The best way to cut down trees is to check the leaning direction. If you cut it in the right way, it will fall in the direction where the tree leans. Before cutting it, make sure that you clear the area where the tree will land and not be near the tree when it starts falling. It can fall on another tree and bounce off it, so it may land somewhere else, and you may be in danger. You can avoid all this by checking the surrounding area before starting to cut.

Note! Do not ever cut trees when it is windy outside because it can be dangerous both for you and your surroundings. It is better to come back another day to perform this action.

After you figure out which way the cut tree will fall, do a horizontal cut on that side of the tree but make sure that it is not higher than your hip (1/3 into the tree). The next step is to make a cut that will be on a 45-degree angle and meet the first cut that you made.

The third cut is next, and it should be on the opposite side and around 2 inches above the cut you made first. Your cut should be around 1/10 of the tree’s thickness. Your tree will probably start falling after this cut. However, if this isn’t the case, just drive a wedge where the cut is made. This will speed up the process of falling.

It would be great if you could cut a few extra trees just in case of splitting or infections. When you cut all of them, you should start with measuring. Use the measurements you made before and cut the logs. It would work best if you cut them a few inches over the measure so that you can go back to the cut and fix it afterward.

Pick the four logs that have the largest length and diameter to use for top plates and sills. For the top plates, you should use logs that are at least two feet longer than the other ones. This is because they need to support the gable. Make sure not to cut down many trees from the same area because it can be harmful to the environment, but also some trees may benefit from it (the extra space and light).

Transport of the Logs

If you decide to build your log cabin around the same area that you cut your trees from, you need to make sure that you have a clear path that you can use for moving the logs to the storage place. During the winter, the ground can be hard and also icy, which makes the logs much easier to move around than during any other season.

It will be best to carry them, but if your future log cabin is too far, you will need to look for transportation. Transporter chains or a lumber conveyor are ideal for this situation.


The next step is to debark your future logs. It can be easy to peel it off by straddling the logs and using a drawknife. It is best to peel at a 30-degree angle and towards yourself. If you have some of the bark that is harder to peel, you can use a bark spud for help.

Note! Make sure not to take off the gear that is protecting your eyes when removing the bark.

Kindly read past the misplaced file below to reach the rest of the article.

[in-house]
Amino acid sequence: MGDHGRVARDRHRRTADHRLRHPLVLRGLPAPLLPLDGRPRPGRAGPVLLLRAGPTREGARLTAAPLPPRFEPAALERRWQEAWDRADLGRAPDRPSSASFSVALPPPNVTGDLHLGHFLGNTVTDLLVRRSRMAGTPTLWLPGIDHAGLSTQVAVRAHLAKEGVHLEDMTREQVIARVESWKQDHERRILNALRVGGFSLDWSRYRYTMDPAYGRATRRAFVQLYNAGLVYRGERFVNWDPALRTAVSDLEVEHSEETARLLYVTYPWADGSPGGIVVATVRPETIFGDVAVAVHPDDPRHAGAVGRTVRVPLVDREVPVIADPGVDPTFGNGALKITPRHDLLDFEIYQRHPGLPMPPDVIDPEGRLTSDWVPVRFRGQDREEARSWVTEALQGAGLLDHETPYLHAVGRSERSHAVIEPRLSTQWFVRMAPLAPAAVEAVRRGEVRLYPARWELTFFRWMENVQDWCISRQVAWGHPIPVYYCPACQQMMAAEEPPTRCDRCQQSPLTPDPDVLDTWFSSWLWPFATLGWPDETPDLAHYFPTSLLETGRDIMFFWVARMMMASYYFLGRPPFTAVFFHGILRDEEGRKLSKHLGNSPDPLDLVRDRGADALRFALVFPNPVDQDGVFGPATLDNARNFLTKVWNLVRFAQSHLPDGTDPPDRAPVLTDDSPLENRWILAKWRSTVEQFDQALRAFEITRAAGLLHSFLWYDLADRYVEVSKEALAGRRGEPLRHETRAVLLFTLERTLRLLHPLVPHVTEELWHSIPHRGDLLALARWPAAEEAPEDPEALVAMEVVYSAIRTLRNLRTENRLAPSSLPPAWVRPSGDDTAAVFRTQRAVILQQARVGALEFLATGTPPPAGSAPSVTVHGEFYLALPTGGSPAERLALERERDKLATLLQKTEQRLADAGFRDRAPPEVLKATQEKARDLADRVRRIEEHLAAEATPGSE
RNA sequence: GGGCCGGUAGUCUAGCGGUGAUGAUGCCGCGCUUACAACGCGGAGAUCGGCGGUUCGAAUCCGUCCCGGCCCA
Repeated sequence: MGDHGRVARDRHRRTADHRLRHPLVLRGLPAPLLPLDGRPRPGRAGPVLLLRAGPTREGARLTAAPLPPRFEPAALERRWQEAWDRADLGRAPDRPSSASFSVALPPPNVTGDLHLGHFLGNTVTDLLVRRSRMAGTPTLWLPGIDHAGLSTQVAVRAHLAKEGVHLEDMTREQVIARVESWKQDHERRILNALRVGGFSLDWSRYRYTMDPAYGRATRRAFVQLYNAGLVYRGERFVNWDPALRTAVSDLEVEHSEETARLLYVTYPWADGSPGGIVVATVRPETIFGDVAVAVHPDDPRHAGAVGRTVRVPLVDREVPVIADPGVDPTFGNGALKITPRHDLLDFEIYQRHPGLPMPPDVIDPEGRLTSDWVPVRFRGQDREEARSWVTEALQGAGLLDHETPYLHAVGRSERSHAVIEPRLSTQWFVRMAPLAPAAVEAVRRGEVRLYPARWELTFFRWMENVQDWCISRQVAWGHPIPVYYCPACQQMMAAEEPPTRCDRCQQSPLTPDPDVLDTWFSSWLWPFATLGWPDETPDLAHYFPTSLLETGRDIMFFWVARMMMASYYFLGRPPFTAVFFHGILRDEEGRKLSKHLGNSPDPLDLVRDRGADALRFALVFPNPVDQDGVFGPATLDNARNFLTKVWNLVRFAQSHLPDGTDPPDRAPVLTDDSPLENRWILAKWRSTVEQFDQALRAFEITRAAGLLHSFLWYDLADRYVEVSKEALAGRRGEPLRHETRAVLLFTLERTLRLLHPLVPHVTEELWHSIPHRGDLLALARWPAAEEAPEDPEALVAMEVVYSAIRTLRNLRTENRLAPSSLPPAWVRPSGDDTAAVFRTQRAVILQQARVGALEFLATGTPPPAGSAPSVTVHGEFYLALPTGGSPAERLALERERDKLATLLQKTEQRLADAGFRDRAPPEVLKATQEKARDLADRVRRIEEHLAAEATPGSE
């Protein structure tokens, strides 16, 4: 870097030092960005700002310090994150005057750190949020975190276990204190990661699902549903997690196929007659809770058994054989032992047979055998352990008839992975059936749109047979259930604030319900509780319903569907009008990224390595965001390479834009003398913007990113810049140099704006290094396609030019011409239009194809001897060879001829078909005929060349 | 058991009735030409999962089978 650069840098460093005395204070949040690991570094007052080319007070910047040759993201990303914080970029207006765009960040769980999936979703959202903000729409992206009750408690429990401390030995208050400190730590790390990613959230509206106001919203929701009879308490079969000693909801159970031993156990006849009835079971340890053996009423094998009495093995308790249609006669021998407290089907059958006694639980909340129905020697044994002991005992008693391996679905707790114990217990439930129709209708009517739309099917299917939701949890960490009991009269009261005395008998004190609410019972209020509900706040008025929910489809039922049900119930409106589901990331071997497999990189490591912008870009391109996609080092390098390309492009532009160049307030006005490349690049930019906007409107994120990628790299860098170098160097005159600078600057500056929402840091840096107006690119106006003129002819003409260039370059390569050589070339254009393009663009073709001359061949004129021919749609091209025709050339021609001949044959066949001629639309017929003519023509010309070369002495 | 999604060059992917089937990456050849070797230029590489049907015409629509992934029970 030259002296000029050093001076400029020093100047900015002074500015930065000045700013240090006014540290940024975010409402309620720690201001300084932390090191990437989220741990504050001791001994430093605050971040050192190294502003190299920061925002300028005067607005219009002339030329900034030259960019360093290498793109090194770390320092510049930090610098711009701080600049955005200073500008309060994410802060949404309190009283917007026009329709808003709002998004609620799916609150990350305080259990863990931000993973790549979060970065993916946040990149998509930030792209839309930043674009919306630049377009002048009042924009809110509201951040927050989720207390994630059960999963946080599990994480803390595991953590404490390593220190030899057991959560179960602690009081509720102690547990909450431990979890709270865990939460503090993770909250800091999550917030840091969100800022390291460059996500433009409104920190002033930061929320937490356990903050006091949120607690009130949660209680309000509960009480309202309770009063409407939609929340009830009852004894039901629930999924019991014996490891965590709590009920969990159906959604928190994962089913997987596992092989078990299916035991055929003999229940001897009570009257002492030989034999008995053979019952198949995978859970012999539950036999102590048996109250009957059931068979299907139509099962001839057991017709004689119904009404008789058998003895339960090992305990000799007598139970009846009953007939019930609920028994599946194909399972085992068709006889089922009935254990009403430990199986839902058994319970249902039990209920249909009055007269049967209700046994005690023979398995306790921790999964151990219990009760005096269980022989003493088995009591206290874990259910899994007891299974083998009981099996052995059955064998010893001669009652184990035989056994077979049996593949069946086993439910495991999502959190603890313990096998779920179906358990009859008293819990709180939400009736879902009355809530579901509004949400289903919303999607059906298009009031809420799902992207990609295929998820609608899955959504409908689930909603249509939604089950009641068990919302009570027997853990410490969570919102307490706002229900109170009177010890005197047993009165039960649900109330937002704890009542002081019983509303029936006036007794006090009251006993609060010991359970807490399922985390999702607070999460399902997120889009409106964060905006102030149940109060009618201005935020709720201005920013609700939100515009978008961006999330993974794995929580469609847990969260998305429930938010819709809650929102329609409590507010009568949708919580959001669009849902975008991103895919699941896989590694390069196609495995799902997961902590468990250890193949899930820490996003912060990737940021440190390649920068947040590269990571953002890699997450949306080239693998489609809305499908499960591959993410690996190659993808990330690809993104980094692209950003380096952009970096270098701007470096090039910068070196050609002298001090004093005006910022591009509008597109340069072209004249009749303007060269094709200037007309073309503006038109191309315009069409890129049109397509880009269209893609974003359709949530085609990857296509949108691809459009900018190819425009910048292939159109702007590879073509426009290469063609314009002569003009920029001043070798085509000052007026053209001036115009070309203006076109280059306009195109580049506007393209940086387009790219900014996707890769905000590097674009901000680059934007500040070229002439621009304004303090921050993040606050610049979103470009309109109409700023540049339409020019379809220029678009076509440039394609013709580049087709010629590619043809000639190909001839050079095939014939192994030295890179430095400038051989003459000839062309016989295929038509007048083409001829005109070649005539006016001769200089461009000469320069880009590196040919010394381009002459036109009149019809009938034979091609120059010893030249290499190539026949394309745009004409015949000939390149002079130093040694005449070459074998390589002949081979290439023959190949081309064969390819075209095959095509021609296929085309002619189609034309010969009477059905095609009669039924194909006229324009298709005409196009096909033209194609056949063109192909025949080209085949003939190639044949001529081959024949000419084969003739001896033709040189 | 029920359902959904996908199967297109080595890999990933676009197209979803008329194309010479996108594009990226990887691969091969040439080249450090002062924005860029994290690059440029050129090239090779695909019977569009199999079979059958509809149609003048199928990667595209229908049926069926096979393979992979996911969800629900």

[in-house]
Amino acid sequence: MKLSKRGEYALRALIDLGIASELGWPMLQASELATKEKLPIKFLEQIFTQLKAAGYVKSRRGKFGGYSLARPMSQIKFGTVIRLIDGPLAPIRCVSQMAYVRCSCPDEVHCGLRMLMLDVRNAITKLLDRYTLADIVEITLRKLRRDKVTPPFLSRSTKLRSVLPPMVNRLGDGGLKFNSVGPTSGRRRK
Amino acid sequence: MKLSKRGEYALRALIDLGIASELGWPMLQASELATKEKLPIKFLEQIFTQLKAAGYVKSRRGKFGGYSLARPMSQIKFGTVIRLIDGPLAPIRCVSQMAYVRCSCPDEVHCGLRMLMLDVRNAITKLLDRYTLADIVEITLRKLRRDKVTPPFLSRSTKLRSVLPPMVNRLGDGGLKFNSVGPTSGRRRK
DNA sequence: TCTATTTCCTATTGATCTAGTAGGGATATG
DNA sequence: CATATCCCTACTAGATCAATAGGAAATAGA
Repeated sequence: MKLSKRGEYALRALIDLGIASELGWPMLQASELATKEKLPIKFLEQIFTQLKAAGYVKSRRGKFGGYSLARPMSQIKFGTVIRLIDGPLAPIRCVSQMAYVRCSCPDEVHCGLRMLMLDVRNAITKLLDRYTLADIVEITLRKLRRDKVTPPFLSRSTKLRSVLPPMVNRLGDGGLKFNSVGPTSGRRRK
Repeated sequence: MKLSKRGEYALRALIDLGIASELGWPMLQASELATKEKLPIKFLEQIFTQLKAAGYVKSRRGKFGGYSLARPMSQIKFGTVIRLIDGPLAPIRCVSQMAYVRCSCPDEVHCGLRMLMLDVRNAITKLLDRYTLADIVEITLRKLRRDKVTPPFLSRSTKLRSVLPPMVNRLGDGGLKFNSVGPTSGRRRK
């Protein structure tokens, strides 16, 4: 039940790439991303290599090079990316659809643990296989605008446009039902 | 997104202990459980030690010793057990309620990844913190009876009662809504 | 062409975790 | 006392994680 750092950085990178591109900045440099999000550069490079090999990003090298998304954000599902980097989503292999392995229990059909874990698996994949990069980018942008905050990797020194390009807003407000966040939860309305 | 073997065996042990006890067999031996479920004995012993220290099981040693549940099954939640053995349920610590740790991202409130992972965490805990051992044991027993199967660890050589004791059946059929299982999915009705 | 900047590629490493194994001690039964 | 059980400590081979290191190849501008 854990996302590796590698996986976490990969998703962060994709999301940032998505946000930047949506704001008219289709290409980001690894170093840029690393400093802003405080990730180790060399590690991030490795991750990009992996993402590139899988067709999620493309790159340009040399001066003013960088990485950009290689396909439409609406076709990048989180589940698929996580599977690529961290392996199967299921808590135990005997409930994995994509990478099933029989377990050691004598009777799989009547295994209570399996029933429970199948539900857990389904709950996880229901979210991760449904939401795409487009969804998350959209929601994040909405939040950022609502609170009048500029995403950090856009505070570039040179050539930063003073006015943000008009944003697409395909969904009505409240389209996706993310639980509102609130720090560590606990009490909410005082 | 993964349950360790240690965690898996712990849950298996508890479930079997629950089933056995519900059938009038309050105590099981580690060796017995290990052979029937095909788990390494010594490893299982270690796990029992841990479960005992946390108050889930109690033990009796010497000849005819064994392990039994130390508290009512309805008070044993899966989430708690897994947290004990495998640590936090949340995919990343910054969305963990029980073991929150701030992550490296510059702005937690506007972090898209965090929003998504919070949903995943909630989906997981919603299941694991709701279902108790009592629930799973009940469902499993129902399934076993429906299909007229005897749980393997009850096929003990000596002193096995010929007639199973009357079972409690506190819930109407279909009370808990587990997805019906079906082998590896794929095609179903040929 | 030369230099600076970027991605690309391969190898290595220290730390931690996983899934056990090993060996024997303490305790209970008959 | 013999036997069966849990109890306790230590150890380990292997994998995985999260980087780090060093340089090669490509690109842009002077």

Process of Drying

When you peel your logs, you need to store them and allow logs to dry properly. Make sure not to put them on the ground or near water. If you are not drying your logs inside, you can use a tarpaulin cover to protect them. There should be exposure to air from every side. For this, the stickers are used (skids), and they are made of wood (3/4” x 11/2”) and they add space between your logs. This helps with ventilation and, therefore, better drying.

It is recommended that the ends of your logs are sealed because the moisture dries up 10-12 times quicker from the ends. This may cause cracks or ring separation to appear. Paraffin wax, latex paint, shellac, and polyurethane can be used to seal the ends. You can also buy end-grain sealants that are made for this purpose. We recommend that you seal the ends as soon as your tree falls because the quicker you seal them the better your drying process will be.

Have in mind that the drying process lasts for a year or two at least. This can vary from the wood type and its thickness, but it will likely not be less than that. It will be better to prepare this a few years in advance so that your logs can dry for a longer period.

It is also important that your logs adopt equilibrium moisture when they neither gain nor lose it. They acclimatize, and this changes due to climate’s nature. Equilibrium is very dynamic, and it changes throughout the whole year.

You can also kiln-dry your logs. This is a rapid method of drying the logs that many companies use, but it can cause cracks. When logs that have a larger diameter are dried this way, the moisture can exit the log faster from the outside than from the center, which causes cracks. Its benefit is the quickness and the way it can kill fungi or insects that are in your logs.

Sometimes it can be better to dry your logs in a natural way because it is not worth risking the whole effort you put into this project just to be over quickly.

For those who want to learn more, read the Pros And Cons Of Log Cabin Homes.

FAQ: People Also Ask

Can you build a log cabin with green logs?

If you want to build your log cabin out of green logs (green white pine), you can easily do that. Just make sure to use quality sealant and chinking.

Final Thoughts

From this article, you learned about the number of logs you need for building a log cabin, as well as how to cut, debark and dry them. When you finish with these steps you can easily start building the log house of your dreams. It may be hard at first but when you get a hang of it, you will realize that this is a fun and interesting process. If you have any additional questions, feel free to ask.